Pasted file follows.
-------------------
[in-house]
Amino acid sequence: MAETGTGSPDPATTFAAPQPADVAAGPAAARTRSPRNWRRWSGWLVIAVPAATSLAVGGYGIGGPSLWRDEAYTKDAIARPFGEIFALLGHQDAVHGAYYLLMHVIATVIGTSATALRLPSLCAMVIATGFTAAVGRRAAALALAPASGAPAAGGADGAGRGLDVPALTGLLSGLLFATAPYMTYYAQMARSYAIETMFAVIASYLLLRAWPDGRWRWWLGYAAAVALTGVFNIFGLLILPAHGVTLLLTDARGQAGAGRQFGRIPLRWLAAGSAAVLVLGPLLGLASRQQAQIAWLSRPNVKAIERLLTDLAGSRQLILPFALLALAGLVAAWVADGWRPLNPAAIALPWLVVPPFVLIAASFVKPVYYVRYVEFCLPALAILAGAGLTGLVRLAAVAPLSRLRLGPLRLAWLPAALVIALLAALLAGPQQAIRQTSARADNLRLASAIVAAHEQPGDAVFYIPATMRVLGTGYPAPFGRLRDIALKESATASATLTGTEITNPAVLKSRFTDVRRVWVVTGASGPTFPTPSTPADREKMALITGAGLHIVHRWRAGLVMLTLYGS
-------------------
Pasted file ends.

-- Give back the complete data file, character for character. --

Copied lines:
[in-house]
Amino acid sequence: MAETGTGSPDPATTFAAPQPADVAAGPAAARTRSPRNWRRWSGWLVIAVPAATSLAVGGYGIGGPSLWRDEAYTKDAIARPFGEIFALLGHQDAVHGAYYLLMHVIATVIGTSATALRLPSLCAMVIATGFTAAVGRRAAALALAPASGAPAAGGADGAGRGLDVPALTGLLSGLLFATAPYMTYYAQMARSYAIETMFAVIASYLLLRAWPDGRWRWWLGYAAAVALTGVFNIFGLLILPAHGVTLLLTDARGQAGAGRQFGRIPLRWLAAGSAAVLVLGPLLGLASRQQAQIAWLSRPNVKAIERLLTDLAGSRQLILPFALLALAGLVAAWVADGWRPLNPAAIALPWLVVPPFVLIAASFVKPVYYVRYVEFCLPALAILAGAGLTGLVRLAAVAPLSRLRLGPLRLAWLPAALVIALLAALLAGPQQAIRQTSARADNLRLASAIVAAHEQPGDAVFYIPATMRVLGTGYPAPFGRLRDIALKESATASATLTGTEITNPAVLKSRFTDVRRVWVVTGASGPTFPTPSTPADREKMALITGAGLHIVHRWRAGLVMLTLYGS